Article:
Turnpike vendor gifts raises questions on ethics laws
HARRISBURG - The state ethics law requiring public officials to annually disclose gifts above a monetary threshold has been on the books for three decades, but the recent state grand jury report on corruption at the Pennsylvania Turnpike Commission cites examples where two long-time powerbrokers in Harrisburg allegedly ignored the law.
Former Senate Democratic Leader Robert J. Mellow of Lackawanna County didn't report any gifts on his statements of financial interests during the years 2006, 2007, 2008 and 2010 despite being the beneficiary of expensive limousine-driven trips to New York Yankees baseball games and dinners during that period at the expense of PNC Bank, according to the grand jury. PNC received $2.2 million in Turnpike bond underwriting work between 2006 and 2010 when Mellow left office.
One of the state criminal charges against Mellow resulting from the grand jury report is for violating the ethics act by allegedly using his office to secure contracts for vendors in exchange for gifts, political support and campaign contributions.
One-time Senate Majority Leader J. William Lincoln, of Fayette County, who resigned recently as a member of the turnpike commission, received a total of $3,100 in gift certificates to Nemacolin Woodlands Resort from Sucevic, Piccolomini & Kuchar Engineering during 2005 to 2009, according to the grand jury. SP&K received $4.1 million in Turnpike contracts from 2005 through 2010.
The grand jury report includes a table showing the work received by SP&K and the timing of unreported gifts to Lincoln and to former Turnpike chief operating officer George Hatalowich, as well.
Lincoln admitted failing to report the gift certificates on his annual statements of financial interest. Lincoln testified under a grant of immunity and is not charged. Hatalowich faces a conflict of interest charge for violating the ethics act by allegedly accepting Nemacolin gift certificates.
The alleged failure to disclose gifts by Mellow and Lincoln, who were both in the Legislature when the ethics law was enacted in 1978, raises the question of how prevalent flouting of this requirement is. The examples provide ammunition to those calling for a complete ban on gifts to public officials.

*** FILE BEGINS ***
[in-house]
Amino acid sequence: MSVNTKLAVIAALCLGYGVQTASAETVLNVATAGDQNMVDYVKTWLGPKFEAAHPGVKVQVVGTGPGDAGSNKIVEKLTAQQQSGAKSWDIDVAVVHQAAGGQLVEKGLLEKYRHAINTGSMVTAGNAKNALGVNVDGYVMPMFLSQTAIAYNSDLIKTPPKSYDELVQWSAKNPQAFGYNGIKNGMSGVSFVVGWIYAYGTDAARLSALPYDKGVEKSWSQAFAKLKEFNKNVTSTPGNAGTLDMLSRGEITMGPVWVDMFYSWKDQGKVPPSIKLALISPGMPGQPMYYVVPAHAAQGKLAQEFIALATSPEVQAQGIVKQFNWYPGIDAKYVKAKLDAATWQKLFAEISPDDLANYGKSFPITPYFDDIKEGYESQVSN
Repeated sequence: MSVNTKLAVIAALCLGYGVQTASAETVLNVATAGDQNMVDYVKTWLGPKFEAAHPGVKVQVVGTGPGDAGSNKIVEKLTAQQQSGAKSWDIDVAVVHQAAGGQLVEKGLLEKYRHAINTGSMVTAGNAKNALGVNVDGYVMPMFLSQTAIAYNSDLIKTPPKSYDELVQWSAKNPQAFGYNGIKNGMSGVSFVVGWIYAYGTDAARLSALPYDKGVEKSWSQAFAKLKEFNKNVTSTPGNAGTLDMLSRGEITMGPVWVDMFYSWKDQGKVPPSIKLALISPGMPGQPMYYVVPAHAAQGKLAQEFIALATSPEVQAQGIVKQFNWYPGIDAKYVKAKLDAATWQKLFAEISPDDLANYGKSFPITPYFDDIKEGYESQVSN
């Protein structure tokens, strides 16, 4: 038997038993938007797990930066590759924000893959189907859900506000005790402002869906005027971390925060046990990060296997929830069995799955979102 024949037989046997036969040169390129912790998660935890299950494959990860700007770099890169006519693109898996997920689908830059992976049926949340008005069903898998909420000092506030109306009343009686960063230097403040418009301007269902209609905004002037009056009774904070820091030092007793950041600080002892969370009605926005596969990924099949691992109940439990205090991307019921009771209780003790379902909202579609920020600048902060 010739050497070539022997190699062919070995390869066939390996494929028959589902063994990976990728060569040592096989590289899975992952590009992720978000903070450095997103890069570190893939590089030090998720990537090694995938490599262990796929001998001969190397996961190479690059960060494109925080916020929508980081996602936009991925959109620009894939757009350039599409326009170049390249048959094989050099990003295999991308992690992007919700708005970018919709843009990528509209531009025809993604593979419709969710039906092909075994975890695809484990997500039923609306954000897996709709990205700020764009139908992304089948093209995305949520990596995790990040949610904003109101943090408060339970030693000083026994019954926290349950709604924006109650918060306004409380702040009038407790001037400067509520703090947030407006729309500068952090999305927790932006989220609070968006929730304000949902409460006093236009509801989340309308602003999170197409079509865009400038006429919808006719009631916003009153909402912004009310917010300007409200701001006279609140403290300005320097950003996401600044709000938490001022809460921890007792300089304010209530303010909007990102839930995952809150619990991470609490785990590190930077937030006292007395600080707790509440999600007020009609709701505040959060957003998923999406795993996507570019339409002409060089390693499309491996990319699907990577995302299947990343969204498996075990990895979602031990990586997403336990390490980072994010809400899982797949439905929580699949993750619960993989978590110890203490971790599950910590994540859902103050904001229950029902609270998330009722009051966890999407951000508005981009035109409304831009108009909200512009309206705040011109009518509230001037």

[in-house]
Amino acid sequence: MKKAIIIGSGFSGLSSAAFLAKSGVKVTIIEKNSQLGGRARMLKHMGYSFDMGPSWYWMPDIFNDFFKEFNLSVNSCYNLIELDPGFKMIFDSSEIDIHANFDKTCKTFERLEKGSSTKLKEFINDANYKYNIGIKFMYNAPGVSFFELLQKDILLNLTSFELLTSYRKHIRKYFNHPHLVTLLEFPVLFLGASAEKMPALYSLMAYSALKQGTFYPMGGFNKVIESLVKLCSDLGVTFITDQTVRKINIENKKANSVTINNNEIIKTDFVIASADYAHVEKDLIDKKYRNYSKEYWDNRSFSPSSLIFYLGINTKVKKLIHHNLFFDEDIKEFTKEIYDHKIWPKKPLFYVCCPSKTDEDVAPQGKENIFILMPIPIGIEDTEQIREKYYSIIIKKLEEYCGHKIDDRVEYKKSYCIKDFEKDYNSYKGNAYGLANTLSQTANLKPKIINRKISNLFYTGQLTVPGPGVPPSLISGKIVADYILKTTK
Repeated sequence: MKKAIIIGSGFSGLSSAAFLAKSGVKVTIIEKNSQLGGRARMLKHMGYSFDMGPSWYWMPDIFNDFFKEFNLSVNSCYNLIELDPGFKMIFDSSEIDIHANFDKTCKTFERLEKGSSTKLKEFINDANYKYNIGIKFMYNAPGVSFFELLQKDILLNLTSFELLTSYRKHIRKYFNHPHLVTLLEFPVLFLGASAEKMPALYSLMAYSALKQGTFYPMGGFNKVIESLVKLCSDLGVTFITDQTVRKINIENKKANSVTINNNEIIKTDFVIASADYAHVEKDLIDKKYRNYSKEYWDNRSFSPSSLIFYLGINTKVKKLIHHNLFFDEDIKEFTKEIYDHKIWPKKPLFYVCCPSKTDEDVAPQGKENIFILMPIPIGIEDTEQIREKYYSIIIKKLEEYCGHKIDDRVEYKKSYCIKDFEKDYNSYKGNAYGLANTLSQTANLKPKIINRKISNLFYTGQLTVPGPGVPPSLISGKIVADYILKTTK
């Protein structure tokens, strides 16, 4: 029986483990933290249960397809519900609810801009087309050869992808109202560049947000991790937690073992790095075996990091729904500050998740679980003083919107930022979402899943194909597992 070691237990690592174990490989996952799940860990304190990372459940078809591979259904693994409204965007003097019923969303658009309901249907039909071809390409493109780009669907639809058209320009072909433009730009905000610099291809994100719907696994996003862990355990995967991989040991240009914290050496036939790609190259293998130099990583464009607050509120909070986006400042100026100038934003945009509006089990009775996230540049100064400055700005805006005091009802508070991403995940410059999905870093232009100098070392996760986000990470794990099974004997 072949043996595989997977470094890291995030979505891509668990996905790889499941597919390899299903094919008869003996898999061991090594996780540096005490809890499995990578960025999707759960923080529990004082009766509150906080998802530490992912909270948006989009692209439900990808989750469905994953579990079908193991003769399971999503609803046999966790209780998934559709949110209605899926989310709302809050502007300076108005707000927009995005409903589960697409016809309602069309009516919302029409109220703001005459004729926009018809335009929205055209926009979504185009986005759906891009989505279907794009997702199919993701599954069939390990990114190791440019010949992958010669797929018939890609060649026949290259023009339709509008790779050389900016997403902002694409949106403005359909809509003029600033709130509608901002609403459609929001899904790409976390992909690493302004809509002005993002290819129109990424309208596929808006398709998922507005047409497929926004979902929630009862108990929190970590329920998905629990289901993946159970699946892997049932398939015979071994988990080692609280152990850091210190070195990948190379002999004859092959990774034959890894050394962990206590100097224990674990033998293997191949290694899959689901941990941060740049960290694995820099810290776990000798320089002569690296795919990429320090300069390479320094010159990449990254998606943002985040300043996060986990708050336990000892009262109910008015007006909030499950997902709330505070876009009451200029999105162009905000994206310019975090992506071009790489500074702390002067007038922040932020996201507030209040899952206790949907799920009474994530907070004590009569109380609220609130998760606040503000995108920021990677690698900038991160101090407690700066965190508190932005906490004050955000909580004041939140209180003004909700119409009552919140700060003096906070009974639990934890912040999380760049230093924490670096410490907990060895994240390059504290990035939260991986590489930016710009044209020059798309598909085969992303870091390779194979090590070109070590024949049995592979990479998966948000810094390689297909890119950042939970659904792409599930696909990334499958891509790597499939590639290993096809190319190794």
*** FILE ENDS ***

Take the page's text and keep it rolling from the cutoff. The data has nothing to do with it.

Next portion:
If officials don't disclose gifts, the public has few ways of finding out, said Barry Kauffman, executive director of Common Cause Pennsylvania.
"To some degree, it's self-executing," he said. "People are expected to act honestly and report the gifts they receive."
Banning all gifts to public officials would clear up any confusion about gift disclosure thresholds or the value of a gift, Kauffman said.
"The gift ban is the simplest of all solutions," he said.
Under state law, public officials and public employees, candidates and nominees for office are required to file an annual statement of financial interest by May 1, which includes gifts of $250 or more and transportation, lodging or hospitality expenses exceeding $650 or more. Failure to file is a misdemeanor crime with a fine up to $1,000 and/or one year in prison.
For a public official to claim ignorance of the requirement would be a stretch, said Robert Caruso, acting executive director of the state Ethics Commission.
"The commission has gone to great lengths over the years to educate public officials as to what is expected to be disclosed on a statement of financial interest," he said.
If criminal intent is suspected with a non-disclosure, the commission can make a referral to prosecutors, Caruso said.
The commission's 2011 report indicates that more than 5,200 individuals filed statements of financial interest covering 2010.
The commission conducts random reviews to gauge compliance with the requirement. These reviews, along with complaints from the public, can lead to the discovery of non-filers or those who filed incomplete or deficient statements.
Offenders are given 20 days to comply before civil fines are levied. In 2011, the commission issued 13 financial disclosure civil penalty orders resulting in a total of $3,450 in fines being levied.
Capitol activist Gene Stilp said a zero-tolerance gift policy is the only way to go.
"The honor system in Pennsylvania is totally broken," he said.
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